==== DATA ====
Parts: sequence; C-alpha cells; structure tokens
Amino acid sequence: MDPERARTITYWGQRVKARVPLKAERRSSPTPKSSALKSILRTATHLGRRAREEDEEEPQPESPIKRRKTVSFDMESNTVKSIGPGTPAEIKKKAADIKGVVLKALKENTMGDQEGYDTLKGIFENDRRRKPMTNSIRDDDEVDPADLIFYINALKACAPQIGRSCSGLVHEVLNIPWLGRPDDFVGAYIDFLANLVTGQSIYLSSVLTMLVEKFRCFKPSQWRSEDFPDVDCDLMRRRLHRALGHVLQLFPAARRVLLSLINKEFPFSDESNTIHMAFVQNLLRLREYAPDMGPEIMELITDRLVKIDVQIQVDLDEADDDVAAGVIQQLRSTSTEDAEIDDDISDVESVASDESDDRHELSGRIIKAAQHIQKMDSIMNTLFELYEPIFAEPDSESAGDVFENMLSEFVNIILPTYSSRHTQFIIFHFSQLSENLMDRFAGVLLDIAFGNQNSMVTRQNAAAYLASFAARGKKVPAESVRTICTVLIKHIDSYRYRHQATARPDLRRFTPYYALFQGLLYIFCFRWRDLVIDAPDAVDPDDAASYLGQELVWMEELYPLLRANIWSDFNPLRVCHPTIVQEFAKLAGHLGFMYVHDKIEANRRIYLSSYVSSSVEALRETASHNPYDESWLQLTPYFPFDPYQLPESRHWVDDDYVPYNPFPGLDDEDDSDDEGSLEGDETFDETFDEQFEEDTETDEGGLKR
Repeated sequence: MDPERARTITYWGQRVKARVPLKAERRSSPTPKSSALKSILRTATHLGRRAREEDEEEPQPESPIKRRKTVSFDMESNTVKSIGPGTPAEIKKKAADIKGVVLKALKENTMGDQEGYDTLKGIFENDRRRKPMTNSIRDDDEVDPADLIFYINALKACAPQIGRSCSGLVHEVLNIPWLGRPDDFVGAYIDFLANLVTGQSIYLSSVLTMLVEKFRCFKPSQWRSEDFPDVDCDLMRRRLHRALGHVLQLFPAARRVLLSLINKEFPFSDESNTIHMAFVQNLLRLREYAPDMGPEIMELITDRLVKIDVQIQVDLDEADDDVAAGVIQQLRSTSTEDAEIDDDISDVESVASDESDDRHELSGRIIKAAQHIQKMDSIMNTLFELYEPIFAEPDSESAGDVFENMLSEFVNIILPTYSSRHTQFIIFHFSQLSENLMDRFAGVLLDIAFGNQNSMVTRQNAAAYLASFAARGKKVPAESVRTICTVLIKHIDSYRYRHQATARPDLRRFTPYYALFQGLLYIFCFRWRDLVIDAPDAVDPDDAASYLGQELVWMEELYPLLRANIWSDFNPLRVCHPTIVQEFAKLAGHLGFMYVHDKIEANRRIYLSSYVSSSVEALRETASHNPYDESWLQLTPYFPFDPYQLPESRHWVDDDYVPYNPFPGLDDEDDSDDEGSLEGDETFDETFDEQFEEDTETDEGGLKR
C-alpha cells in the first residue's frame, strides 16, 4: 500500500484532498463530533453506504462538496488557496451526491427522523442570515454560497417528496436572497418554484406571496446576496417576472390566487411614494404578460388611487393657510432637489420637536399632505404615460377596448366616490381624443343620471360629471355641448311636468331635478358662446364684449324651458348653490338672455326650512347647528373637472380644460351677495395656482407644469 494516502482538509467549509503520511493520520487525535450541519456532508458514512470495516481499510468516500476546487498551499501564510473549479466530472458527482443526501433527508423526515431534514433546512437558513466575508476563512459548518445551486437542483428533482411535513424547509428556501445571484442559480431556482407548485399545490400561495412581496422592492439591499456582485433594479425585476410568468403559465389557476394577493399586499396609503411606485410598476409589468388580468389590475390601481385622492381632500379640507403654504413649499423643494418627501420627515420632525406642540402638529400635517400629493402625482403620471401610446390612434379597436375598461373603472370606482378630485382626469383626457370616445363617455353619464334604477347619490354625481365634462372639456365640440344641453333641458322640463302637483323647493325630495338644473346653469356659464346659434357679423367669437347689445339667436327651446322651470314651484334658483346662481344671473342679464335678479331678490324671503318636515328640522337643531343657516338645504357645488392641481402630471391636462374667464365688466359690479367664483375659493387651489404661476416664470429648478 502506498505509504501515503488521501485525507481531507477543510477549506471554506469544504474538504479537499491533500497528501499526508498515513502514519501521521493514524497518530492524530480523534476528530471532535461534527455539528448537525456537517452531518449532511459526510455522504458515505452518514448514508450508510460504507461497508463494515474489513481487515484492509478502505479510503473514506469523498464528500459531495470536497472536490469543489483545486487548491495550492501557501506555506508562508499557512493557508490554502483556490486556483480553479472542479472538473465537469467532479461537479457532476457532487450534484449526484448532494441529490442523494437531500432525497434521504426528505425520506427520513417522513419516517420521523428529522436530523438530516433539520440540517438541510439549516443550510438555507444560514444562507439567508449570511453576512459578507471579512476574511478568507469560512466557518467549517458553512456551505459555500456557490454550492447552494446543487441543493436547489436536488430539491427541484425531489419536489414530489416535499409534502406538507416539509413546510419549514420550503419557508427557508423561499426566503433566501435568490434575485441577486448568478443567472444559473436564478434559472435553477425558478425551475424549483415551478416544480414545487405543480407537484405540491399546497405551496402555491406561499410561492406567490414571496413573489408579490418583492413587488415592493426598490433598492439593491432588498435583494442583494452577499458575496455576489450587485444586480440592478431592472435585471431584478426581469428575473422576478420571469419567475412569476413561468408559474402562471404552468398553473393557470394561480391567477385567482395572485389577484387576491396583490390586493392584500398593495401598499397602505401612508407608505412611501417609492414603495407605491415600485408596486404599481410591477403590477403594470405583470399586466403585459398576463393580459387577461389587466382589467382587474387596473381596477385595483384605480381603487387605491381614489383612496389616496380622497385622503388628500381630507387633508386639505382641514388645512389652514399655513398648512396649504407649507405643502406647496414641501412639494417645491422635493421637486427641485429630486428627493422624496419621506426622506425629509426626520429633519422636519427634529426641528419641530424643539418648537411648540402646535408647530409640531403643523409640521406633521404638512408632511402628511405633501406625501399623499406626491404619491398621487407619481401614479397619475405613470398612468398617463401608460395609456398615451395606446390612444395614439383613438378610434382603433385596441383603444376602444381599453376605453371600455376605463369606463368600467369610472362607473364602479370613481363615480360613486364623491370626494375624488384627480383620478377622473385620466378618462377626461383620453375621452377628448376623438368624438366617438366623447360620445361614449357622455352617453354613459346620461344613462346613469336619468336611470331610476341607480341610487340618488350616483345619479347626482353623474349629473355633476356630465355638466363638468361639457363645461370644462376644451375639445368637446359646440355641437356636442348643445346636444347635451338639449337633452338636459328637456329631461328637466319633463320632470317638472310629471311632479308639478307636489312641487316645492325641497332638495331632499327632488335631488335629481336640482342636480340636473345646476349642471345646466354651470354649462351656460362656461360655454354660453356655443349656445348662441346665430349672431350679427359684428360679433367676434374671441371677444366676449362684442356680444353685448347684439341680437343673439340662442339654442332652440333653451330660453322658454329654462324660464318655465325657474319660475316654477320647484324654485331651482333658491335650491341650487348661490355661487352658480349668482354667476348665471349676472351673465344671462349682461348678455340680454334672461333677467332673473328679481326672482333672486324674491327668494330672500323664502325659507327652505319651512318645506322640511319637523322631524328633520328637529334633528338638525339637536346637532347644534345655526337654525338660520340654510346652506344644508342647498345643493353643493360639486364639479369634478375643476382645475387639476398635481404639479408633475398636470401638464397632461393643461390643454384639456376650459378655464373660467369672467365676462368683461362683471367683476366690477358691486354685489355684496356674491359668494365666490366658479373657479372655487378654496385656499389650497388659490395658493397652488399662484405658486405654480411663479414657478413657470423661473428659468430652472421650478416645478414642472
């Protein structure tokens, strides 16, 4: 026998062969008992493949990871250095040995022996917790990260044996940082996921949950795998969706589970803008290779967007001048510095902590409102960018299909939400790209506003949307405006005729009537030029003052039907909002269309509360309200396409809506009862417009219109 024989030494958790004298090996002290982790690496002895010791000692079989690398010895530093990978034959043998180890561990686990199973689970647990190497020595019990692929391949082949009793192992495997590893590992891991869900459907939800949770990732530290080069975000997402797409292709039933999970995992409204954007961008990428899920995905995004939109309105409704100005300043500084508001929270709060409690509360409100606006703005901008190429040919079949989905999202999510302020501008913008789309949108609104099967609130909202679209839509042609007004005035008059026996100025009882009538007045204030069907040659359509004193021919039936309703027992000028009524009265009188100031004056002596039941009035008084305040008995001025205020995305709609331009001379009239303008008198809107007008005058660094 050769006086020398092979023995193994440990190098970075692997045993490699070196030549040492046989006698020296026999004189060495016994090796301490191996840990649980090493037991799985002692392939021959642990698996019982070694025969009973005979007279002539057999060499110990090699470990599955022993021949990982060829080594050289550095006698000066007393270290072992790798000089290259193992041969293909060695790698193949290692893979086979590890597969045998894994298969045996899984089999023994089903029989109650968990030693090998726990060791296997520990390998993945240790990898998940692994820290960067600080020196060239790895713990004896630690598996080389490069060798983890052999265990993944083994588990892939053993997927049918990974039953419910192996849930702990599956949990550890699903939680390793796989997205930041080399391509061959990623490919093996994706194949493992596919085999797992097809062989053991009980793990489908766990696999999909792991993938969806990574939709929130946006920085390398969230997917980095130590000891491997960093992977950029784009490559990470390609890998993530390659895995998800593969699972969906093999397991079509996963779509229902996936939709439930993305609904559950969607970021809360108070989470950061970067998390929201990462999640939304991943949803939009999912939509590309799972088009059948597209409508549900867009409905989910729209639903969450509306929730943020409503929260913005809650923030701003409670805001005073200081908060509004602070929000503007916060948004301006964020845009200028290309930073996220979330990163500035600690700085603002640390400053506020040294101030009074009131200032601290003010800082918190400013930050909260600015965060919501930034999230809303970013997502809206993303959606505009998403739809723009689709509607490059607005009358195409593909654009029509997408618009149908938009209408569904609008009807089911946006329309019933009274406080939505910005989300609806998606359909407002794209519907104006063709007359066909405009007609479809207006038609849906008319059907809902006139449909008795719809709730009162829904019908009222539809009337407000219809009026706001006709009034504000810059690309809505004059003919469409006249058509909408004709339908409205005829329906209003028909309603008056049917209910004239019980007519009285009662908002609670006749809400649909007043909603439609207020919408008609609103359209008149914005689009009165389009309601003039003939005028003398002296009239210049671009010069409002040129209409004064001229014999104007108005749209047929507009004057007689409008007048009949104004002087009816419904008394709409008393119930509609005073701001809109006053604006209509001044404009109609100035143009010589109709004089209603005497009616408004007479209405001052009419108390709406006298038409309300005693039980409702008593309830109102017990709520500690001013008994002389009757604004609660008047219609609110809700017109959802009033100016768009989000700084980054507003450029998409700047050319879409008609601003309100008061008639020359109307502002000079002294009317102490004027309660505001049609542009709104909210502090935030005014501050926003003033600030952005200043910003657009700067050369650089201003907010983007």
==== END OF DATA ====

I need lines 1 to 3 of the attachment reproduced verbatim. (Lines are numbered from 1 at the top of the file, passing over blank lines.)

Parts: sequence; C-alpha cells; structure tokens
Amino acid sequence: MDPERARTITYWGQRVKARVPLKAERRSSPTPKSSALKSILRTATHLGRRAREEDEEEPQPESPIKRRKTVSFDMESNTVKSIGPGTPAEIKKKAADIKGVVLKALKENTMGDQEGYDTLKGIFENDRRRKPMTNSIRDDDEVDPADLIFYINALKACAPQIGRSCSGLVHEVLNIPWLGRPDDFVGAYIDFLANLVTGQSIYLSSVLTMLVEKFRCFKPSQWRSEDFPDVDCDLMRRRLHRALGHVLQLFPAARRVLLSLINKEFPFSDESNTIHMAFVQNLLRLREYAPDMGPEIMELITDRLVKIDVQIQVDLDEADDDVAAGVIQQLRSTSTEDAEIDDDISDVESVASDESDDRHELSGRIIKAAQHIQKMDSIMNTLFELYEPIFAEPDSESAGDVFENMLSEFVNIILPTYSSRHTQFIIFHFSQLSENLMDRFAGVLLDIAFGNQNSMVTRQNAAAYLASFAARGKKVPAESVRTICTVLIKHIDSYRYRHQATARPDLRRFTPYYALFQGLLYIFCFRWRDLVIDAPDAVDPDDAASYLGQELVWMEELYPLLRANIWSDFNPLRVCHPTIVQEFAKLAGHLGFMYVHDKIEANRRIYLSSYVSSSVEALRETASHNPYDESWLQLTPYFPFDPYQLPESRHWVDDDYVPYNPFPGLDDEDDSDDEGSLEGDETFDETFDEQFEEDTETDEGGLKR
Repeated sequence: MDPERARTITYWGQRVKARVPLKAERRSSPTPKSSALKSILRTATHLGRRAREEDEEEPQPESPIKRRKTVSFDMESNTVKSIGPGTPAEIKKKAADIKGVVLKALKENTMGDQEGYDTLKGIFENDRRRKPMTNSIRDDDEVDPADLIFYINALKACAPQIGRSCSGLVHEVLNIPWLGRPDDFVGAYIDFLANLVTGQSIYLSSVLTMLVEKFRCFKPSQWRSEDFPDVDCDLMRRRLHRALGHVLQLFPAARRVLLSLINKEFPFSDESNTIHMAFVQNLLRLREYAPDMGPEIMELITDRLVKIDVQIQVDLDEADDDVAAGVIQQLRSTSTEDAEIDDDISDVESVASDESDDRHELSGRIIKAAQHIQKMDSIMNTLFELYEPIFAEPDSESAGDVFENMLSEFVNIILPTYSSRHTQFIIFHFSQLSENLMDRFAGVLLDIAFGNQNSMVTRQNAAAYLASFAARGKKVPAESVRTICTVLIKHIDSYRYRHQATARPDLRRFTPYYALFQGLLYIFCFRWRDLVIDAPDAVDPDDAASYLGQELVWMEELYPLLRANIWSDFNPLRVCHPTIVQEFAKLAGHLGFMYVHDKIEANRRIYLSSYVSSSVEALRETASHNPYDESWLQLTPYFPFDPYQLPESRHWVDDDYVPYNPFPGLDDEDDSDDEGSLEGDETFDETFDEQFEEDTETDEGGLKR